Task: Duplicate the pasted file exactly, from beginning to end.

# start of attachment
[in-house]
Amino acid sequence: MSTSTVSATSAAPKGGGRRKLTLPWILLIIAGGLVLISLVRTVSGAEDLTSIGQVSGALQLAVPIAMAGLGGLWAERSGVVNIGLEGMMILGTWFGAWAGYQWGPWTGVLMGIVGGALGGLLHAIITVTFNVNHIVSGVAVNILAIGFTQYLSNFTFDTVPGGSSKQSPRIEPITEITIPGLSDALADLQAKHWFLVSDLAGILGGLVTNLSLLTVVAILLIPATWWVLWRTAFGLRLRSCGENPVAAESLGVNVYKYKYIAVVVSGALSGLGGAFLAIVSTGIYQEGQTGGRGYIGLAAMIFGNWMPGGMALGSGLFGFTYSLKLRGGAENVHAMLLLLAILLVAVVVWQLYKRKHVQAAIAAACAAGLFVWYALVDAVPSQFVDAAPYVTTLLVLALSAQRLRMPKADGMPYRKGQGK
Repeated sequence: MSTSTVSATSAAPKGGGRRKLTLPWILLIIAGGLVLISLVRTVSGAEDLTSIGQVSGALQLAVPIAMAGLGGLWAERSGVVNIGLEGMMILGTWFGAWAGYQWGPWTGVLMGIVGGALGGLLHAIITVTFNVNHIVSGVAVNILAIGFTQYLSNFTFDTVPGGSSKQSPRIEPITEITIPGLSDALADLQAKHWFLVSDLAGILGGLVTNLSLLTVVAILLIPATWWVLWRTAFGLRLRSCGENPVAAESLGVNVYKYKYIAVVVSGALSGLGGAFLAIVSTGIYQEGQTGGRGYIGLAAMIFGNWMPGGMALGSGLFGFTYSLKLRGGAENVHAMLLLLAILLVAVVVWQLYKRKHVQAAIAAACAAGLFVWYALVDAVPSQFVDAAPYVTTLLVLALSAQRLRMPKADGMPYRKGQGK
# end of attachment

[in-house]
Amino acid sequence: MSTSTVSATSAAPKGGGRRKLTLPWILLIIAGGLVLISLVRTVSGAEDLTSIGQVSGALQLAVPIAMAGLGGLWAERSGVVNIGLEGMMILGTWFGAWAGYQWGPWTGVLMGIVGGALGGLLHAIITVTFNVNHIVSGVAVNILAIGFTQYLSNFTFDTVPGGSSKQSPRIEPITEITIPGLSDALADLQAKHWFLVSDLAGILGGLVTNLSLLTVVAILLIPATWWVLWRTAFGLRLRSCGENPVAAESLGVNVYKYKYIAVVVSGALSGLGGAFLAIVSTGIYQEGQTGGRGYIGLAAMIFGNWMPGGMALGSGLFGFTYSLKLRGGAENVHAMLLLLAILLVAVVVWQLYKRKHVQAAIAAACAAGLFVWYALVDAVPSQFVDAAPYVTTLLVLALSAQRLRMPKADGMPYRKGQGK
Repeated sequence: MSTSTVSATSAAPKGGGRRKLTLPWILLIIAGGLVLISLVRTVSGAEDLTSIGQVSGALQLAVPIAMAGLGGLWAERSGVVNIGLEGMMILGTWFGAWAGYQWGPWTGVLMGIVGGALGGLLHAIITVTFNVNHIVSGVAVNILAIGFTQYLSNFTFDTVPGGSSKQSPRIEPITEITIPGLSDALADLQAKHWFLVSDLAGILGGLVTNLSLLTVVAILLIPATWWVLWRTAFGLRLRSCGENPVAAESLGVNVYKYKYIAVVVSGALSGLGGAFLAIVSTGIYQEGQTGGRGYIGLAAMIFGNWMPGGMALGSGLFGFTYSLKLRGGAENVHAMLLLLAILLVAVVVWQLYKRKHVQAAIAAACAAGLFVWYALVDAVPSQFVDAAPYVTTLLVLALSAQRLRMPKADGMPYRKGQGK